In the present case, the patient showed no signs of systemic involvement and neurological symptoms. Because of the young age of this patient and the family’s concerns regarding the risk of general anesthesia and complications of biopsy, including infection, bleeding, and loss of vision, biopsy of the iris nodule was not per formed. However, our patient was followed up closely, with pro gressive regression of the iris tumor noted after reduction of cyclosporine levels, and complete resolution of the tumor by 6 weeks. Nevertheless, in a patient with mass lesions or lymphadenopathy due to suspected PTLD, where no documented improvements have been noted after the reduction of immunosuppressive therapy, a low threshold for biopsy is warranted to confirm diagnosis.

In conclusion, the incidence of PTLD is higher in children than in adults, and the majority of cases appear to be related to the pres ence of EBV. In our case, the diagnosis of PTLD was made based on her history after having had a liver transplantation, the presence of past EBV infection, and the regression of the iris tumor after adjusting the immunosuppressant dose. When a patient is sus pected of having PTLDs, adjunctive evaluations may include staging with CT of major organs, bone marrow aspiration, and peripheral blood measurements and analysis including titers for EBV anti bodies. The patients should undergo frequent and careful moni toring, and biopsy of the tumor lesion whenever possible to provide adefinite pathological diagnosis.

Conflict of interest: In relation to this case report, the authors declare that there are no conflicts of interest.



 
  References Top

1.
Wistinghausen B, Gross TG, Bollard C. Posttransplant lymphoproliferative disease in pediatric solid organ transplant recipients. Pedilatr Hematol Oncol. 2013:520–531.  Back to cited text no. 1
    
2.
Swerdlow SH. Posttransplant lymphoproliferative disorders: a morphologic, phenotypic and genotypic spectrum of disease. Histopathology. 1992;5: 373–385.  Back to cited text no. 2
    
3.
O’hara M, Loyd 3rd WC, Scribbick FW, Gulley ML. Latent intracellular EpsteinBarr Virus DNA demonstrated in ocular posttransplant lymphoproliferative disorder mimicking granulomatous uveitis with iris nodules in a child. J AAPOS. 2001;1:62–63.  Back to cited text no. 3
    
4.
Bradfielf YS, Kushner B, Gangnon RE. Ocular complications after organ and bone marrow transplantation in children. J AAPOS. 2005;9:426–432.  Back to cited text no. 4
    
5.
Majumder PD, Biswas J. Pediatric uveitis: an update. Oman J Ophthalmol. 2013;6:140–150.  Back to cited text no. 5
    
6.
Rowe DT, Qu L, Reyes J, Jabbour N, Yunis E, Putnam P, et al. Use ofquantitative competitive PCR to measure EpsteinBarr virus genome load in the peripheral blood of pediatric transplant patients with lymphoproliferative disorders. J Clin Microbiol. 1997;35:1612–1615.  Back to cited text no. 6
    
7.
Cho AS, Holland GN, Glasgow BJ, Isenberg SJ, George BL, McDiarmid SV. Ocular involvement in patients with posttransplant lymphoproliferative disorder. Arch Ophthalmol. 2001;119:183–189.  Back to cited text no. 7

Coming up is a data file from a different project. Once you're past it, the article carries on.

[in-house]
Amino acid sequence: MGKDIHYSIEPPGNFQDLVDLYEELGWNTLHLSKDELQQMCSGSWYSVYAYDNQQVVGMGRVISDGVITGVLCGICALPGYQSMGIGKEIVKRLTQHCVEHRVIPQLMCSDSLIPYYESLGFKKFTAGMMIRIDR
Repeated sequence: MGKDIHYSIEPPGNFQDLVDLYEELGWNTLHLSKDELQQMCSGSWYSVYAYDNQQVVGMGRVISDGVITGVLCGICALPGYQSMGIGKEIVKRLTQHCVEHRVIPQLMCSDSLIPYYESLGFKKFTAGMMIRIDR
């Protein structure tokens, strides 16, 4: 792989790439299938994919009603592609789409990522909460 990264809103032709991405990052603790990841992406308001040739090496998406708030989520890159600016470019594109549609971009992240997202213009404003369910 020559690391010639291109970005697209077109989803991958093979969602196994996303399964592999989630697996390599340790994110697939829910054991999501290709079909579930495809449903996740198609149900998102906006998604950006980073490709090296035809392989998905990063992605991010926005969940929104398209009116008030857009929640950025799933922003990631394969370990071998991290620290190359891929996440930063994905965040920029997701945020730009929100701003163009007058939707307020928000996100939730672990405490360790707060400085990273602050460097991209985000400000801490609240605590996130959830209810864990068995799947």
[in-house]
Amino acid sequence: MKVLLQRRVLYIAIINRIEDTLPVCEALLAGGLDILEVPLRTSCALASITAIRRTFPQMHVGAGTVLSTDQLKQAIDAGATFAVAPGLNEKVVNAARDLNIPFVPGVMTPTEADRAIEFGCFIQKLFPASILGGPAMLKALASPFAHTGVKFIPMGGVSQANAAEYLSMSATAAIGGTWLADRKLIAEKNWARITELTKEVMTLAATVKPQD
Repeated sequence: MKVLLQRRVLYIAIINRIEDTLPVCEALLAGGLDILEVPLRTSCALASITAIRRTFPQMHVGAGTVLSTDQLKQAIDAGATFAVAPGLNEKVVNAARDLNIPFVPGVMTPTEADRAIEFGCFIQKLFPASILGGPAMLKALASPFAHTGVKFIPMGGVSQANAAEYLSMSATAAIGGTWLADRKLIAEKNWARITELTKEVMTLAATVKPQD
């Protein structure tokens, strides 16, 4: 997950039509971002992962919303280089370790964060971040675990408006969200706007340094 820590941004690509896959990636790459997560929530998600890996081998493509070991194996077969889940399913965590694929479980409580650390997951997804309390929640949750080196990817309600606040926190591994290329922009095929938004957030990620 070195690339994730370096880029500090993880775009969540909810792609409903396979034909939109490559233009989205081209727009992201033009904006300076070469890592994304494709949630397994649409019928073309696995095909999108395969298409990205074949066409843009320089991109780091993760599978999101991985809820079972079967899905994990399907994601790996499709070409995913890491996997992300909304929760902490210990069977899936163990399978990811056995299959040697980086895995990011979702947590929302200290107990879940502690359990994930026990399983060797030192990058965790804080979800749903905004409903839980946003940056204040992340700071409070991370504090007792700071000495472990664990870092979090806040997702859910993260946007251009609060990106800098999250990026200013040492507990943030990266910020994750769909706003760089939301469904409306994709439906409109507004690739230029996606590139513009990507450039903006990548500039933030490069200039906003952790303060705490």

8.
Dhillon MS, Rai JK, Gunson BK, Olliff S, Oliff J. Posttransplant lymphoproliferative disease in liver transplantation. Br J Radiol. 2007;80:337–346.  Back to cited text no. 8
    
9.
Jain A, Nalesnik M, Reyes J, Pokharna R, Mazariegos G, Green M, et al. Posttransplant lymphoproliferative disorders in liver transplantation: a 20year experience. Ann Surg. 2002;236:429–436.  Back to cited text no. 9
    
10.
Paqeaux GP, Bonnardet A, Picot MC, Perrigault PF, Coste V, Navarro F, et al. Prevalence of monoclonal immunoglobulins after liver transplantation: rela tionship with posttransplant lymphoproliferative disorders. Transplantation. 1998;65:397–400.  Back to cited text no. 10
    
11.
Ho M, Miller G, Atchison RW, Breinig MK, Dummer JS, Andiman W, et al. EpsteinBarr virus infections and DNA hybridization studies in posttransplantation lymphoma and lymphoproliferative lesions: the role of pri mary infection. J Infect Dis. 1985;152:876–886.  Back to cited text no. 11
    
12.
Wu L, Rappaport DC, Hanbidge A, Merchant N, Shepherd FA, Greig PD. Lymphoproliferative disorders after liver transplantation: imaging features. Abdom Imaging. 2001;26:200–206.  Back to cited text no. 12
    
13.
Green M, Reyes J, Webber S, Rowe D. The role of antiviral and immunoglobulin therapy in the prevention of EpsteinBarr virus infection and posttransplant lymphoproliferative disease following solid organ transplantation. Transpl Infect Dis. 2001;3:97–103.  Back to cited text no. 13
    
14.
McDiarmid SV, Jordan S, Kim GS, Toyoda M, Goss JA, Vargas JH, et al. Prevention and preemptive therapy of postransplant lymphoproliferative disease in pediatric liver recipients. Transplantation. 1998;66:1604–1611.  Back to cited text no. 14
    
15.
Ho M, Jaffe R, Miller G, Breinig MK, Dummer JS, Makowka L, et al. The fre quency of EpsteinBarr virus infection and associated lymphoproliferative syndrome after transplantation and its manifestations in children. Trans plantation. 1988;45:719–727.  Back to cited text no. 15
    
16.
Parker A, Bowles K, Bradley JA, Emery V, Featherstone C, Gupte G, et al. Diagnosis of posttransplant lymphoproliferative disorder in solid organ transplant recipients – BCSH and BTS Guidelines. Br J Haematol. 2010;149: 675–692.  Back to cited text no. 16
    


    Figures

  [Figure 1], [Figure 2]